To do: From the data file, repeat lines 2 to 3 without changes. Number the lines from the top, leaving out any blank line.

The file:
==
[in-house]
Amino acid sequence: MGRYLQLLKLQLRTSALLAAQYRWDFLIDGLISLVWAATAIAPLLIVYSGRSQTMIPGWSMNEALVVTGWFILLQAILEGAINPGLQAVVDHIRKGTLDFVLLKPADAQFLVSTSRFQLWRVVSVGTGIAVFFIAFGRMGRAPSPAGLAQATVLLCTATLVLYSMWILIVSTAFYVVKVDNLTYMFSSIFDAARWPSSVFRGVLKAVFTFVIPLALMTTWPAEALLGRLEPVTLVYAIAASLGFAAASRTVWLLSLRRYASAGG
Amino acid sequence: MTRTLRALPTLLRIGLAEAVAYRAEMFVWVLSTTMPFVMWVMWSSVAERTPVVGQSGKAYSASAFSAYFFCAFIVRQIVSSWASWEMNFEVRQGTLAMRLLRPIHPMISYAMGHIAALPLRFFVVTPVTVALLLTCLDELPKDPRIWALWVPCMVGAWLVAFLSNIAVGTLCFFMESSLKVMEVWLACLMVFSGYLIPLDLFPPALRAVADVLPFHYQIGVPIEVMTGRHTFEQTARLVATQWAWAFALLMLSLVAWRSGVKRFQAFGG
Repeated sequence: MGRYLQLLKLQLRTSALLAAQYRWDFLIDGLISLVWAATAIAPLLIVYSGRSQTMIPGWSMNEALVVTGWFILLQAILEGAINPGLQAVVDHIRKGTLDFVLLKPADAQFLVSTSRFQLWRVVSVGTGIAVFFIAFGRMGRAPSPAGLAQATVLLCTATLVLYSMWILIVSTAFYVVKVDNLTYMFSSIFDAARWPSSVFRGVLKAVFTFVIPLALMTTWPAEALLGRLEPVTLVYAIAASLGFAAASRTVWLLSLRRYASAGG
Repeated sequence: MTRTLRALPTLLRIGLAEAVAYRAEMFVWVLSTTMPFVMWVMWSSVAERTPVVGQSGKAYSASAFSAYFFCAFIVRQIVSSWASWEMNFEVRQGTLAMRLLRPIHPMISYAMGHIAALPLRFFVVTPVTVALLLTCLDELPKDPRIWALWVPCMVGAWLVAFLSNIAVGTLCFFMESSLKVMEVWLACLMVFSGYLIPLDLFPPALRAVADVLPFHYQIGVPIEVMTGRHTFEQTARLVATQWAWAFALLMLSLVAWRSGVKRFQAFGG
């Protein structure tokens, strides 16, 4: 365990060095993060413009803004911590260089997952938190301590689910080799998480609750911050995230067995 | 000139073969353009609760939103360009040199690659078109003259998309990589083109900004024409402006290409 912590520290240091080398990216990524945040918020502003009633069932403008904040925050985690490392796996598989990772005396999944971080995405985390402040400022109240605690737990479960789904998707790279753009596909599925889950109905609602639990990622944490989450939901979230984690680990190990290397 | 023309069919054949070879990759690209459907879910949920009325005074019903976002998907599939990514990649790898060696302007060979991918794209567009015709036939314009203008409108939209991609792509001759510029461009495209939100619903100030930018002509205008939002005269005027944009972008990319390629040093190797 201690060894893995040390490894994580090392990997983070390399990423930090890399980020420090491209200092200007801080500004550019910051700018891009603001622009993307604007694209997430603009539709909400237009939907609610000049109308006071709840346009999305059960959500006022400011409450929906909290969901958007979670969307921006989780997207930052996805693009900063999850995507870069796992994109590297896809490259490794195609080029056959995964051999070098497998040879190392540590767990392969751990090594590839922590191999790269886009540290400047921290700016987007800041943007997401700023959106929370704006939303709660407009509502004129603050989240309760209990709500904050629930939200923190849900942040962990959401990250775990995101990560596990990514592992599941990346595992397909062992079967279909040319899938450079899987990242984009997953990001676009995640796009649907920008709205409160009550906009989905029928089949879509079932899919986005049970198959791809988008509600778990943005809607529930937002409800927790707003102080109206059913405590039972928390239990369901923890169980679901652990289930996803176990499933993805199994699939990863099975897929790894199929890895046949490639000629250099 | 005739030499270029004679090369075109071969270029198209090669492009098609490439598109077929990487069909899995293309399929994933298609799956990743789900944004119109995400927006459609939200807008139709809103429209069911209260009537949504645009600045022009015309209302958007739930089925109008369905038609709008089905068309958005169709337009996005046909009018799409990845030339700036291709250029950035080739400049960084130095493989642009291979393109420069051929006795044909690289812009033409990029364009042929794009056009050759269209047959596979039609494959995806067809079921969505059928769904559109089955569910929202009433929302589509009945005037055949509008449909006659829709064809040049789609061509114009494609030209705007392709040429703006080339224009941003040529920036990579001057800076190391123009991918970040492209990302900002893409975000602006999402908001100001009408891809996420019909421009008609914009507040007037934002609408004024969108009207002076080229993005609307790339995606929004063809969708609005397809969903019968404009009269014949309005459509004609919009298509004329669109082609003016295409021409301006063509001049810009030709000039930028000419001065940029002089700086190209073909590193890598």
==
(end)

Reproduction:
Amino acid sequence: MGRYLQLLKLQLRTSALLAAQYRWDFLIDGLISLVWAATAIAPLLIVYSGRSQTMIPGWSMNEALVVTGWFILLQAILEGAINPGLQAVVDHIRKGTLDFVLLKPADAQFLVSTSRFQLWRVVSVGTGIAVFFIAFGRMGRAPSPAGLAQATVLLCTATLVLYSMWILIVSTAFYVVKVDNLTYMFSSIFDAARWPSSVFRGVLKAVFTFVIPLALMTTWPAEALLGRLEPVTLVYAIAASLGFAAASRTVWLLSLRRYASAGG
Amino acid sequence: MTRTLRALPTLLRIGLAEAVAYRAEMFVWVLSTTMPFVMWVMWSSVAERTPVVGQSGKAYSASAFSAYFFCAFIVRQIVSSWASWEMNFEVRQGTLAMRLLRPIHPMISYAMGHIAALPLRFFVVTPVTVALLLTCLDELPKDPRIWALWVPCMVGAWLVAFLSNIAVGTLCFFMESSLKVMEVWLACLMVFSGYLIPLDLFPPALRAVADVLPFHYQIGVPIEVMTGRHTFEQTARLVATQWAWAFALLMLSLVAWRSGVKRFQAFGG